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Thread: It followed me home (Part 2)

  1. #41
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    Y'know Peg, if it's hay knives and sickles you're lookin' for you should come up north sometime. I walk by those all the time up here.

  2. #42
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    Quote Originally Posted by Alocksly View Post
    Y'know Peg, if it's hay knives and sickles you're lookin' for you should come up north sometime. I walk by those all the time up here.
    I get a kick out seeing those old serrated hay knives. I don't imagine they command serious coins ('course I could be wrong!) and heaven knows what you'd do with one nowadays aside from hang it on a wall in the den or at a roadhouse restaurant. Square-peg you must be seeking to expand your garage or living space in order to keep up with all this stuff.

  3. #43
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    Jan 2011
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    I picked up this hay knife for $5. It is in sad shape.



    I got this one for $5 or $10 bucks. It is a hay knife, but was used in a icehouse to separate ice blocks. I got it from the same old timer with the ice axe and the two ice block tongs.



    Hay knives are still used to cut off chunks of hay from rectangle bails and the round bails for feed.

    Tom
    Double Ott aka; Tom; TC

    Vintage PUMAs from the 1970's & 1980's.. Let me know what you have, Thanks

  4. #44
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    Your 'sad shape' version does go to show that inferior (or what would have been touted as budget brand) stuff did exist eons ago and that folks that bought into them couldn't be bothered even to buy or install spare blades. What goes around comes around.
    Nice of you to show us (me) this though.
    What I really do appreciate about Americans is that cutting corners, in order to make something equally good or better, in order to make things simpler or more affordable, has been the universal Hallmark of USA ingenuity. You guys really take the cake!
    A prominent northern fellow (John Robert Columbo, way back in 1968) once said of us Canucks:
    "Canada could have had British form of government, French culture and Yankee ingenuity but instead got French government, British knowhow and American culture".

  5. #45
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    Quote Originally Posted by 300Six View Post
    Your 'sad shape' version does go to show that inferior (or what would have been touted as budget brand) stuff did exist eons ago and that folks that bought into them couldn't be bothered even to buy or install spare blades. What goes around comes around.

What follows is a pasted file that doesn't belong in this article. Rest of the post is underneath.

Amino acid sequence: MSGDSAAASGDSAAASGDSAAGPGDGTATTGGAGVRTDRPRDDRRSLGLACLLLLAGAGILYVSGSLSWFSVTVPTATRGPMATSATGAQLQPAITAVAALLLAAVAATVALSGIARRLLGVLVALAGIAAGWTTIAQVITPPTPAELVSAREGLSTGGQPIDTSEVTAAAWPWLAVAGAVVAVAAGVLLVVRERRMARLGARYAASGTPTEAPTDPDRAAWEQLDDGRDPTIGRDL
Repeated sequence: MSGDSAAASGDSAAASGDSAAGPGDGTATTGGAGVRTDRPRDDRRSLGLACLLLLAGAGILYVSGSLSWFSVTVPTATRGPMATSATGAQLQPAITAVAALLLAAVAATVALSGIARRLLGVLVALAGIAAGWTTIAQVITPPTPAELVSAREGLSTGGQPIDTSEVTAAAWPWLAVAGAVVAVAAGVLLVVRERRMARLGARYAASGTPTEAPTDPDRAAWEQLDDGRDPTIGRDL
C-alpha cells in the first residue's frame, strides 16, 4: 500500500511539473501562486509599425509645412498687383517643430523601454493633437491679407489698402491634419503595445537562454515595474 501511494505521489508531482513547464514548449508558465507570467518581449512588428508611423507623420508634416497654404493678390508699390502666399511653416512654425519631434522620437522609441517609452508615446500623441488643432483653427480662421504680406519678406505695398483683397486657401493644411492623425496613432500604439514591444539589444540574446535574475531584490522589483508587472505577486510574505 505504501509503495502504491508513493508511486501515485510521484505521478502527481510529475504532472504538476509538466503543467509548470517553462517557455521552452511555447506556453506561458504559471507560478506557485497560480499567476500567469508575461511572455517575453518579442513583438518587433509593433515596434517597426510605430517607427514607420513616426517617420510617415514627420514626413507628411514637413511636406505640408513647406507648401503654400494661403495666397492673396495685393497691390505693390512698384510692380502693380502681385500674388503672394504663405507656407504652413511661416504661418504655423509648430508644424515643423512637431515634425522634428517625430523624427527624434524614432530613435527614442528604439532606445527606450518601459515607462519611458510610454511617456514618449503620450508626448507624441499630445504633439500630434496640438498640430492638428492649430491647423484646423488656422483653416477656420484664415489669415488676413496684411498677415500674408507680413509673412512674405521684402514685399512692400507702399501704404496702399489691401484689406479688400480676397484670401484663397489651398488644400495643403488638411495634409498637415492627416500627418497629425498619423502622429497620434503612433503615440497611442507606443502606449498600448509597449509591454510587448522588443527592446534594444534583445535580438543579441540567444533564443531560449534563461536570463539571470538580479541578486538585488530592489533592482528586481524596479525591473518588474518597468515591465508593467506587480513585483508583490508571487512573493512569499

Nice of you to show us (me) this though.
    What I really do appreciate about Americans is that cutting corners, in order to make something equally good or better, in order to make things simpler or more affordable, has been the universal Hallmark of USA ingenuity. You guys really take the cake!
    A prominent northern fellow (John Robert Columbo, way back in 1968) once said of us Canucks:
    "Canada could have had British form of government, French culture and Yankee ingenuity but instead got French government, British knowhow and American culture".
    It could be all that dribble or it may have just been poorly stored by the previous owner.

    Tom
    Double Ott aka; Tom; TC

    Vintage PUMAs from the 1970's & 1980's.. Let me know what you have, Thanks

  6. #46
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    300six, you (with some help) ruined the first 'followed me home' thread it would be nice if you didn't do it with this one

    I picked up this assortment at the weekend


  7. #47
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    Quote Originally Posted by Sparky415 View Post
    300six, you (with some help) ruined the first 'followed me home' thread it would be nice if you didn't do it with this one
    I picked up this assortment at the weekend
    No sir. Ya did good and I thank you for posting your haul. There is some novel stuff in there plus you now have a lifetime supply of pocket knives! By the way who made the axe head?

  8. #48
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    I'm lookin' at the head too. I'd like to find one like that myself.

  9. #49
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    Quote Originally Posted by Alocksly View Post
    I'm lookin' at the head too. I'd like to find one like that myself.